Once, when I lived in Louisville, I witnessed a lightning strike that hit the ground a few dozen feet from my vehicle, as I was merging on to the Gene Snyder Expressway.

If you've never been close to a lightning strike, it can be difficult to describe the experience.

At that range, there's no perceivable gap between the lightning and the thunder.

I was momentarily blinded (while driving at speed) and felt the thunder as a physical shockwave through the air as much as an audible phenomenon.

I was, in a word, shaken.

The only reason I didn't immediately pull off the road is that I suddenly had absolutely zero interest in remaining where I was.

All of this is to say, I deeply sympathize with Erica Hite, of Boynton Beach, Florida, who inadvertently captured a rare positive lightning strike on camera and was obviously rattled by the experience.

What makes this strike interesting is that it was positive, not negative, lightning.

Positive lightning is much more rare than negative, as this Doppler radar image and accompanying data on lightning strikes from Wxbrad.com makes clear:

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The terms positive and negative refer to the polarity of the lightning strike.

Typically, lightning transfers a negative charge from cloud to ground.

A negatively charged lightning bolt typically carries ~300M volts and 30,000 amps.

But unlike negative lightning, which typically originates from the lower portion or middle of a thunderstorm, positive lightning is generated at higher altitudes, 30,000-60,000 feet high.

Typically, the insulating layer of negative charge shields the ground from positive lightning strikes.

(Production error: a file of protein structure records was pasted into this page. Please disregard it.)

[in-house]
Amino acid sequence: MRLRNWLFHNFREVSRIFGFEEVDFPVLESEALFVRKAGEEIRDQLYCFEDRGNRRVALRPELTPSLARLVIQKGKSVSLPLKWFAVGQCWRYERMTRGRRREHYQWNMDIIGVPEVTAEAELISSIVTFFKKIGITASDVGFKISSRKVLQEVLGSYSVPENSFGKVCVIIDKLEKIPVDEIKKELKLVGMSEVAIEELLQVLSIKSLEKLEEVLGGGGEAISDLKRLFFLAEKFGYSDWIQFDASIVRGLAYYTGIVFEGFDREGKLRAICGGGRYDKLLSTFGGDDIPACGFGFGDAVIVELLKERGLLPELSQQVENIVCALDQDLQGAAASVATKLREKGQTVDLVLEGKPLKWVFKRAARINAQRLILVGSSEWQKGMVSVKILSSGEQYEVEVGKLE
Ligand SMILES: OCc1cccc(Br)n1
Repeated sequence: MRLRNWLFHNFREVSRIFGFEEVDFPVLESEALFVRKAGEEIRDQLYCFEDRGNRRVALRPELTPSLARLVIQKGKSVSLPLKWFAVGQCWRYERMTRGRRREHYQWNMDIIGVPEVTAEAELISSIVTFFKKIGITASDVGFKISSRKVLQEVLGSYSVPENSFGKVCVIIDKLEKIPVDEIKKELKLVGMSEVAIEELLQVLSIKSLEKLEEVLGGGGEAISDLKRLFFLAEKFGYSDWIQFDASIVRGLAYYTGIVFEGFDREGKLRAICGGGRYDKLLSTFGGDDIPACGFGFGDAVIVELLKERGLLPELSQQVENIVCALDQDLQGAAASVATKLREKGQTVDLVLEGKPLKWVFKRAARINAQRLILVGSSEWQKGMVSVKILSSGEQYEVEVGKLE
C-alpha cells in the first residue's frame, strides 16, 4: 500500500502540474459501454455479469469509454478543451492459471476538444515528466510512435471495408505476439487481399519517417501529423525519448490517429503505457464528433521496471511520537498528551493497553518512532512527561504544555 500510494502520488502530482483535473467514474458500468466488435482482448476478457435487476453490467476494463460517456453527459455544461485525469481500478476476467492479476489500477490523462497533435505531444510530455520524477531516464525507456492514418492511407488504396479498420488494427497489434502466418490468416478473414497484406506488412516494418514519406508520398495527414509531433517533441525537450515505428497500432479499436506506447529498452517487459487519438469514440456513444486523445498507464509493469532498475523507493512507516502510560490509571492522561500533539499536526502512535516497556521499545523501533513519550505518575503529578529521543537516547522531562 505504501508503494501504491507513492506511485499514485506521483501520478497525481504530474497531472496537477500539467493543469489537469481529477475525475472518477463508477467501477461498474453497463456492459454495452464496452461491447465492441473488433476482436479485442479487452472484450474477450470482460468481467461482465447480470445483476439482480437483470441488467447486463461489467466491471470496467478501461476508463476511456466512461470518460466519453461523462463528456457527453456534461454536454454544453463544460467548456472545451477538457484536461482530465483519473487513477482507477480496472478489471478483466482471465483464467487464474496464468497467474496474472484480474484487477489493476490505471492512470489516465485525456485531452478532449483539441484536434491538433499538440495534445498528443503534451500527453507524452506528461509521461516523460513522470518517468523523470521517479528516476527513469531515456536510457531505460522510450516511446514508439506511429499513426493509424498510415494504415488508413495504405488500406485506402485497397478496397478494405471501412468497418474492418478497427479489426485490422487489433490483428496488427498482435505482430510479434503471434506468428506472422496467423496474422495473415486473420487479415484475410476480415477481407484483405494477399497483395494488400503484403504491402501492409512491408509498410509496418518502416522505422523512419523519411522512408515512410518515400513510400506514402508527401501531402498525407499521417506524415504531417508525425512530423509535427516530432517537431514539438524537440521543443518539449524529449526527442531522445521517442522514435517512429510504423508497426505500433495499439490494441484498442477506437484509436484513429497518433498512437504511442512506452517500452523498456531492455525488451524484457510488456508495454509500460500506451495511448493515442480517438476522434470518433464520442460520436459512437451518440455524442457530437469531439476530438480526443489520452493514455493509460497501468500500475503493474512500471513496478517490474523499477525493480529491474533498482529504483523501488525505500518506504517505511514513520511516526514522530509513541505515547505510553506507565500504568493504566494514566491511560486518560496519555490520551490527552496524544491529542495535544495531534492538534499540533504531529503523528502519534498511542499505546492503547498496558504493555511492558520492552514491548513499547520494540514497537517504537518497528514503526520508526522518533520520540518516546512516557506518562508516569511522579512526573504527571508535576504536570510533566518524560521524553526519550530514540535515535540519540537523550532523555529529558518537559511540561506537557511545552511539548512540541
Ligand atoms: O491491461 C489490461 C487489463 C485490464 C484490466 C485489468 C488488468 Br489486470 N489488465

Should this layer be disrupted, a positive lightning strike can result.

Because these strikes begin so high in the atmosphere, they can be significantly stronger and last much longer — up to one billion volts and 300,000 amps.

Positive lightning is much rarer than negative, but it kills a far higher percentage of the people unlucky enough to be struck by the bolt.

Positive lightning strikes are also responsible for much of the damage to homes, buildings, and other structures hit by lightning in the first place.

"It was crazy. Very scary, very loud," Hite told the Palm Beach Post. "It was just the right place at the right time. I could probably never in my life get something like that again."

Probably not.

And given just how dangerous positive lightning is, probably for the best.

Incidentally, while the bolt is a brilliant red, the color has nothing to do with the fact that it was a positive strike.

Lightning color varies depending on local atmospheric conditions and distance from the strike.

Lightning is often orange or red for the last few feet of the stroke, which is what we see in the video above.

May 13, 2019 at 10:01 AM | Permalink | Comments (0)

Iron Man Jet Suit

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You can too!

From T3:

Show Tony Stark who the real Iron Man is by donning the world's first commercially available Jet Suit.

You'll get a custom fitting and training session at Gravity Industries' ex-military HQ before taking to the skies.

$373,310.

May 13, 2019 at 08:01 AM | Permalink | Comments (0)